On Constant Conversation

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“Do you guys talk, like, all the time?”

It’s a question I’ve asked and been asked. And regardless of if I’m the asker or the receiver, it’s completely nonchalant, socially acceptable, and, dare I go so far to say, a trusting determinant of how legitimate a relationship is.

Any 16-year-old will tell you that she got together with her boyfriend after they “texted” for a while. Courtship is no longer the spoken word, but instead, the written one. How many Beliebers can you sway with your sly emojis?

If you’re lucky enough to see your sparks light romance aflame, there’s a good chance the texting will never stop. It’s practically a civil liberty to assume that your friend who is texting and who has a boyfriend is texting…her boyfriend. The same goes for boys. If he finds his iPhone screen more appealing than the Stanley Cup, then…you already know.

It’s like a biblical commandment. People in relationships communicate all the time, in every medium.

If you’re on Facebook, and you see the little green dot next to your boyfriend’s minimized chat, and you aren’t messaging each other, is he really your boyfriend?

Taking it a step further – if your boyfriend’s chat isn’t minimized, even when you aren’t speaking, is he really really your boyfriend?

However, there are exceptions to every rule. Here, it comes about in the days where your find your vibrating phone idle, your inbox empty, and a gaping hole in your heart. After letting the first few hours of unprecedented silence roll by (or for some, the first few minutes), we resort to the worst. Your mood turns bitter and sullen. And, just like that, you’ve created a fight in your head over nothing.

The next time you do text talk, you type speak with attitude. Because you’re mad at each other. You’re heating over nothing. Right? I mean, no text = nothing.

In a rerun of Keeping Up with the Kardashians I watched last night, Scott sends Kourtney’s call to voicemail during a celebrity appearance at Chateau in Vegas. On cue, Kourtney freaks along the lines of, “He could at least send me a text telling me he can’t hear me, or something.”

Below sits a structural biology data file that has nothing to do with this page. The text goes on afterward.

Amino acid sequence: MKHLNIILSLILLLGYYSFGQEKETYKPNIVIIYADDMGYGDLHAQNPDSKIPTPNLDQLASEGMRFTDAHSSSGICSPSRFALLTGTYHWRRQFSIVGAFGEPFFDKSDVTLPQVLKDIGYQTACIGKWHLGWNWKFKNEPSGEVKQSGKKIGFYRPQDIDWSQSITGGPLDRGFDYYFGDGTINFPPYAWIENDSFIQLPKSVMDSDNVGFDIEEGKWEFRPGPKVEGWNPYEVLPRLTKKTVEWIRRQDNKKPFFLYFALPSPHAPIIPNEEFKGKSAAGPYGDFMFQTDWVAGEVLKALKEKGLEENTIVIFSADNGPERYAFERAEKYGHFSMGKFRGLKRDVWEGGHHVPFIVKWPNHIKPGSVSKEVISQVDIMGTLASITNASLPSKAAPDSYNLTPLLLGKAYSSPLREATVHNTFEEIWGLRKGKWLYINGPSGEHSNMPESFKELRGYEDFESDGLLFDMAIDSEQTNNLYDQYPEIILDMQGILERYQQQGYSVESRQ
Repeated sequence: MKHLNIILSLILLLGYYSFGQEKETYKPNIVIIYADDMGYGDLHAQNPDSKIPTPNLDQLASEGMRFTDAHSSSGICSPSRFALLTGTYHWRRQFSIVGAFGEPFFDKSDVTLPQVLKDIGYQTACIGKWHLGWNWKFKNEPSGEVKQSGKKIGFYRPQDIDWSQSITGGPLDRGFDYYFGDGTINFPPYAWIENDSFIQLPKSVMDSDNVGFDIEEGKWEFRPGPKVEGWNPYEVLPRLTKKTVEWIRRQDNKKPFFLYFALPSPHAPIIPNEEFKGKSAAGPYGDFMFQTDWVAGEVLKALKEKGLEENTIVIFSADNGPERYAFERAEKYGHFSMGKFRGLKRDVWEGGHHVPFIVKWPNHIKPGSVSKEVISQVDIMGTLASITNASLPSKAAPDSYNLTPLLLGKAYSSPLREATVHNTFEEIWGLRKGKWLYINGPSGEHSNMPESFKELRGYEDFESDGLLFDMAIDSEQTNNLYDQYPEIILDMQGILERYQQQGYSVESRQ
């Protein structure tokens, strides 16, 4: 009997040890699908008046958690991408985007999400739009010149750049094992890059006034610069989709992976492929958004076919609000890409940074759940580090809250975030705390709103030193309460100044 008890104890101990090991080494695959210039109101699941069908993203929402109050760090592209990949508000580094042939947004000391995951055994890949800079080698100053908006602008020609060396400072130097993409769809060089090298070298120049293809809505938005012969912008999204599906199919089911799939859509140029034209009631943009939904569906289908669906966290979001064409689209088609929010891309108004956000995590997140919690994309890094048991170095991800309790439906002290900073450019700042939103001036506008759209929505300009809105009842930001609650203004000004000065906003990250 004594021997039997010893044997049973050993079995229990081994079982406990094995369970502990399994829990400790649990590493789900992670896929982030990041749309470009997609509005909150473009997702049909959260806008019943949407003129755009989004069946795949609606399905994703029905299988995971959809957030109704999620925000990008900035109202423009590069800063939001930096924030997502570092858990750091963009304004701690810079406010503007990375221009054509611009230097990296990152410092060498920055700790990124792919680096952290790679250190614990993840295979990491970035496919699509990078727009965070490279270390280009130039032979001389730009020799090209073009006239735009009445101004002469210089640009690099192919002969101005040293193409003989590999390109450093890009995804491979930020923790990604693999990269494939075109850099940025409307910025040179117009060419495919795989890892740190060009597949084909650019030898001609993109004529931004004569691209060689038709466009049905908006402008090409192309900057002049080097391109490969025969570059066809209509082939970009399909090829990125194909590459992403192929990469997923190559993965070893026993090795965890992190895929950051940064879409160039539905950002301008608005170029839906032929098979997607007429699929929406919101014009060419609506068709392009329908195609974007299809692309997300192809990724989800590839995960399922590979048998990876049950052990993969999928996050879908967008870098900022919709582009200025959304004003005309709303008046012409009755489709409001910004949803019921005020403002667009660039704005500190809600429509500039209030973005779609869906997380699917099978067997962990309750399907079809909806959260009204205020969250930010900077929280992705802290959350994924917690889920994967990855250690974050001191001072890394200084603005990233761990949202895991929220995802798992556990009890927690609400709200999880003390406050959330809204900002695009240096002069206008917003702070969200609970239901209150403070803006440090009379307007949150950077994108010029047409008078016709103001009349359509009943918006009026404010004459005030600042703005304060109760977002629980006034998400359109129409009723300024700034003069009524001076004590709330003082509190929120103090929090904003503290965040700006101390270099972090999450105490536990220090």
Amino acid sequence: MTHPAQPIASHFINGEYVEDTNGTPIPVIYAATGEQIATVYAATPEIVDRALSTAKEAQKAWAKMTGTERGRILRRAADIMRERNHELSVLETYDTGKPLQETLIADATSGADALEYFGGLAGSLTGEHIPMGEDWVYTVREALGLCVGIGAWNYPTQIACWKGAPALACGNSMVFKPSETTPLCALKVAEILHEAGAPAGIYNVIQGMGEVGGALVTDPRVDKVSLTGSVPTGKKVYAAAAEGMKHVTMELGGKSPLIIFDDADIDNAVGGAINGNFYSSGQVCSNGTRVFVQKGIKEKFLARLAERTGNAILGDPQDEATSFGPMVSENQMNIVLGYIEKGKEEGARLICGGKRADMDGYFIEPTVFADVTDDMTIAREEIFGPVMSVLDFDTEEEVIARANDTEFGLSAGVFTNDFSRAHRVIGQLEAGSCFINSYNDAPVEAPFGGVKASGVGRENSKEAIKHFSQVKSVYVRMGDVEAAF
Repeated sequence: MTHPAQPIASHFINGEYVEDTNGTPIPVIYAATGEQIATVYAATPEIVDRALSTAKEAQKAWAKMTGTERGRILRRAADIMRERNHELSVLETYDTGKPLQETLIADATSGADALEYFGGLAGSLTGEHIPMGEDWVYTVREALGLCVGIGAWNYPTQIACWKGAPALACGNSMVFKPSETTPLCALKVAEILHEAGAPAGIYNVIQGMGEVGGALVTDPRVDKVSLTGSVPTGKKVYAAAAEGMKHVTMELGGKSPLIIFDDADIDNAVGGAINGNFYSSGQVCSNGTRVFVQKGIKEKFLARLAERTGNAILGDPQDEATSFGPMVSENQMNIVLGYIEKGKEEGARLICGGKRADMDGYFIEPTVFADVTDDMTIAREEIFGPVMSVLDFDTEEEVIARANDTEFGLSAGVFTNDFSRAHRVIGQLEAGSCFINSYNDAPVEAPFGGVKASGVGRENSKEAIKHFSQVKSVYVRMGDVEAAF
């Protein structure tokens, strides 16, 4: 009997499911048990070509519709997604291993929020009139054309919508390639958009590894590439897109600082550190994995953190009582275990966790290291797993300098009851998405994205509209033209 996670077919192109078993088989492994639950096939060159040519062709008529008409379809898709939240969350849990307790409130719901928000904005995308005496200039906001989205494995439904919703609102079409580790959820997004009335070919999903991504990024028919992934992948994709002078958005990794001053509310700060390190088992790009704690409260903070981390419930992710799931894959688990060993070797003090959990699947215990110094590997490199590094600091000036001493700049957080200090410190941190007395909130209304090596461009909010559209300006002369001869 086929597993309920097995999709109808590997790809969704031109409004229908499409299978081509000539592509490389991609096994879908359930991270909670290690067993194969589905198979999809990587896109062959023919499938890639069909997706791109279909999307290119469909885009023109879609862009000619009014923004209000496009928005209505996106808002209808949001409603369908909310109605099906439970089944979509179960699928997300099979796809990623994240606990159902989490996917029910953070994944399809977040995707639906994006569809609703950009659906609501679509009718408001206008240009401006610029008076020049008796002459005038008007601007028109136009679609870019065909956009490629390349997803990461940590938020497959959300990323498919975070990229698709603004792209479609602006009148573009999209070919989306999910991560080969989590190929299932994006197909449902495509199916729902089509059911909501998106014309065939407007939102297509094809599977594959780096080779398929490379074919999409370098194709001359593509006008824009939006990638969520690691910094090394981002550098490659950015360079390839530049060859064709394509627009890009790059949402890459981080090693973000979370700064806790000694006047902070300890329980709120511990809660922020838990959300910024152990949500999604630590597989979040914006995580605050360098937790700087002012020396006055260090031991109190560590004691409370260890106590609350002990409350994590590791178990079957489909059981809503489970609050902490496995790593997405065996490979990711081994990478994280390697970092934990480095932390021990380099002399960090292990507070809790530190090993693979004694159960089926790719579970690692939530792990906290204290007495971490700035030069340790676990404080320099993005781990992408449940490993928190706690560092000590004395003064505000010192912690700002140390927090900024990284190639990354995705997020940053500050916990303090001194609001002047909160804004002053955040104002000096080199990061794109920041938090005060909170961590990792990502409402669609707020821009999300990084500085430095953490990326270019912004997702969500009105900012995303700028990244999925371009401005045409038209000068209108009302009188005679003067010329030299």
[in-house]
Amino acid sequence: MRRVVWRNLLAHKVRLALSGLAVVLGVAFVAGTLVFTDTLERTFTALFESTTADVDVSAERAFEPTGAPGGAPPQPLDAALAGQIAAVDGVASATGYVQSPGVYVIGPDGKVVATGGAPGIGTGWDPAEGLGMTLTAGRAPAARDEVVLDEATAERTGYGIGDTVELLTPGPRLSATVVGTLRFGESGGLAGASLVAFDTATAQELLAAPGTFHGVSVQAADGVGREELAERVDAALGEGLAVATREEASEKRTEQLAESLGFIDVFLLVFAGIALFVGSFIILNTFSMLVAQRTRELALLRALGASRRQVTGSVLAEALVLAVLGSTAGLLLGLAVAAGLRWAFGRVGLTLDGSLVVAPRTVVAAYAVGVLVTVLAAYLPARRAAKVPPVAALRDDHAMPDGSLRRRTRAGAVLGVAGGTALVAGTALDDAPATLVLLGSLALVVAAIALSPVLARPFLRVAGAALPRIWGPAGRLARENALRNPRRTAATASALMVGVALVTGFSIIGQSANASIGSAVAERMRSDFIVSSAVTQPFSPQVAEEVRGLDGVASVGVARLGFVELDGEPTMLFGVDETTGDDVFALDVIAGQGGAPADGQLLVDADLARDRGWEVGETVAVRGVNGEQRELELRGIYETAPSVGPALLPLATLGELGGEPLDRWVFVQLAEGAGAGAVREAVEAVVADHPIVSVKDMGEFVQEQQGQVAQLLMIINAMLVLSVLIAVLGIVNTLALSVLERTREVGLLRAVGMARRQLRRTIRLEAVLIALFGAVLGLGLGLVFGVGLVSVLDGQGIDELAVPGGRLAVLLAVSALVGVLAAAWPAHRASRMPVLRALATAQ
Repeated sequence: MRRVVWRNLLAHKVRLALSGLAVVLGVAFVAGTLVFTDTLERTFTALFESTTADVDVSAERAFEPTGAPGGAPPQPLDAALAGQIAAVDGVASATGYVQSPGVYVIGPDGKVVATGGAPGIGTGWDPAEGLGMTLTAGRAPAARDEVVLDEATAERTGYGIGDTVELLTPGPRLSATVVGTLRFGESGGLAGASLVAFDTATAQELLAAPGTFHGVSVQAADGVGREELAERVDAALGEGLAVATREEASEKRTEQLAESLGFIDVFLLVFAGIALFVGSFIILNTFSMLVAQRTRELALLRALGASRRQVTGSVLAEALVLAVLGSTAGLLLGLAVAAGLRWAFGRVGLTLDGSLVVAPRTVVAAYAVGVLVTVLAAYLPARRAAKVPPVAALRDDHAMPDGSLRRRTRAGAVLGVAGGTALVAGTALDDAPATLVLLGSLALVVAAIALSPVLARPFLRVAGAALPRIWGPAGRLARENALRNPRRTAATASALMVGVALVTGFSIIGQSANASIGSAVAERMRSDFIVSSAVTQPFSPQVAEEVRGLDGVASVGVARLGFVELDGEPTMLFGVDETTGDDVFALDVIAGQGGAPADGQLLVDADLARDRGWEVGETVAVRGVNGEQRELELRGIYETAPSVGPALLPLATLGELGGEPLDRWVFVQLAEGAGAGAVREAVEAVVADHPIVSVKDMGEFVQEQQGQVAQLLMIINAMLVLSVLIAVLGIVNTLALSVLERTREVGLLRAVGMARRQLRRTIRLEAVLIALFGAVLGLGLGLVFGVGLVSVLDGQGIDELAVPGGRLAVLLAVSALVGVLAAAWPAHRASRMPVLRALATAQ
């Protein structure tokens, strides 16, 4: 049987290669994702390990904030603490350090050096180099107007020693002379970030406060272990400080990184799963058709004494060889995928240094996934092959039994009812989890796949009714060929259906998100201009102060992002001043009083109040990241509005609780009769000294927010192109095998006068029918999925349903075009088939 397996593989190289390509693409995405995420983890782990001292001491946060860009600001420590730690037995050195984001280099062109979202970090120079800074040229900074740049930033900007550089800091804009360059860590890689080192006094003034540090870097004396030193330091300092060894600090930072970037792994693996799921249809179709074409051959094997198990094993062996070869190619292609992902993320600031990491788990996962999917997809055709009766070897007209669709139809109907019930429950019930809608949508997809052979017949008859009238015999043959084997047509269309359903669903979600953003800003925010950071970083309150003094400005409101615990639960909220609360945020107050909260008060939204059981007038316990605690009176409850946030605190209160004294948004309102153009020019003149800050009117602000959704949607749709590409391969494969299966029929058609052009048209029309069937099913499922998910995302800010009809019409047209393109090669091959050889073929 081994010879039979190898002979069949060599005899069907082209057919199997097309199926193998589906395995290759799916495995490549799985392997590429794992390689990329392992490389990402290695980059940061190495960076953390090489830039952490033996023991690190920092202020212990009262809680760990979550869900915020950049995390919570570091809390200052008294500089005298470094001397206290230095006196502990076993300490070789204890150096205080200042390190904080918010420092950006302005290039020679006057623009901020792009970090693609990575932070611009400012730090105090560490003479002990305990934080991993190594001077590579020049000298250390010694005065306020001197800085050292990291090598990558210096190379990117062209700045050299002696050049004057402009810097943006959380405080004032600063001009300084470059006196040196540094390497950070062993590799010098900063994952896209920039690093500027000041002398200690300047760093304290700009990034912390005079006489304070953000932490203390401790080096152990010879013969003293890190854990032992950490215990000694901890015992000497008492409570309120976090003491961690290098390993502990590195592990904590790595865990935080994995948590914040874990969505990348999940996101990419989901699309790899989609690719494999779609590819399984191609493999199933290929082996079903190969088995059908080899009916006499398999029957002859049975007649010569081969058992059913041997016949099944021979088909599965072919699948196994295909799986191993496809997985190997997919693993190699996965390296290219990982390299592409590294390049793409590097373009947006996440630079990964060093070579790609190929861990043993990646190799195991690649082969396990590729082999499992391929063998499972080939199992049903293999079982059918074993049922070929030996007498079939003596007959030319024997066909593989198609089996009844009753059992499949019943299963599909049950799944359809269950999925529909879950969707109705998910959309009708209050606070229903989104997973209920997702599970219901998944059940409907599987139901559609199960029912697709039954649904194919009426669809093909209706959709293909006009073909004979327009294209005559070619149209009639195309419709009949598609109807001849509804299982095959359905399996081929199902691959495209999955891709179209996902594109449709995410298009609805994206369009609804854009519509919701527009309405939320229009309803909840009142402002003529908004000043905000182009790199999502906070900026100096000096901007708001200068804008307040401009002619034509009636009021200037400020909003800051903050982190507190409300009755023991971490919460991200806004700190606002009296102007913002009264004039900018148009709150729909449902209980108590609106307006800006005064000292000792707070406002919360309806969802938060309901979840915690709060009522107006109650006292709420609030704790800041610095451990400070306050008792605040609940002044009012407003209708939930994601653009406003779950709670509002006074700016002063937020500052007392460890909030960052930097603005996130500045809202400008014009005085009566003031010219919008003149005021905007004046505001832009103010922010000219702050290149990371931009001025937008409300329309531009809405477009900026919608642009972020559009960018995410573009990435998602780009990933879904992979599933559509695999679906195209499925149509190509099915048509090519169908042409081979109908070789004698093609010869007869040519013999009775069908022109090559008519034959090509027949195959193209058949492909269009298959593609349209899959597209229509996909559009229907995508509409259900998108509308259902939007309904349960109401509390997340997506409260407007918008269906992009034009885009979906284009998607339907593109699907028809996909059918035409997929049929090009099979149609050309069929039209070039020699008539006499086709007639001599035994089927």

There’s a footnote in the job description for ‘Boyfriend’ that everyone seems to miss. If you can’t talk, or if you don’t want to talk, then you have to talk in order to get what you want. Otherwise, you’re being a dick.

Look, I’m on Team Kourtney. “You can’t just ignore me” and “If you don’t want to talk, just tell me you don’t want to talk” are too regularly used in my vocabulary. But, in reality, that’s ridiculously unfair.

Consider this: if your best friend can leave your lonely text to shrivel up and die while she’s got her hands full during a busy day, can your significant other?

In an eighth grade Philosophy class, I learned that often, things are not opposites of one another, but are just a lack. For example, darkness is not the opposite of light, but darkness is the absence of light. Constant conversation, while making our lives feel fuller – our love lives more omnipresent – also creates a void; an ever-expanding black hole in which your boyfriend is like AIM: he needs an away message, all of the time.

“BRB, CTRN, ur bein a psycho b****… txt l8r”

 



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